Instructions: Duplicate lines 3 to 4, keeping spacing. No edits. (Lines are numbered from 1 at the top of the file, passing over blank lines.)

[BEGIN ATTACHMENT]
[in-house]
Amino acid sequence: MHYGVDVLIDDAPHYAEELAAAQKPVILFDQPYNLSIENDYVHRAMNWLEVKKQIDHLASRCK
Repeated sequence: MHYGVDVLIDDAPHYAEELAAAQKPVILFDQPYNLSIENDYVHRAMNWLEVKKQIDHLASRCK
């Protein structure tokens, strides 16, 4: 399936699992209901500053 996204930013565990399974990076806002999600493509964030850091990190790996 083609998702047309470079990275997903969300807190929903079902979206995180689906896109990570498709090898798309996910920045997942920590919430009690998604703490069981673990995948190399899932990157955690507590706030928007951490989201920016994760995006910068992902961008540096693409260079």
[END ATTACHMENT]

Repeated sequence: MHYGVDVLIDDAPHYAEELAAAQKPVILFDQPYNLSIENDYVHRAMNWLEVKKQIDHLASRCK
């Protein structure tokens, strides 16, 4: 399936699992209901500053 996204930013565990399974990076806002999600493509964030850091990190790996 083609998702047309470079990275997903969300807190929903079902979206995180689906896109990570498709090898798309996910920045997942920590919430009690998604703490069981673990995948190399899932990157955690507590706030928007951490989201920016994760995006910068992902961008540096693409260079």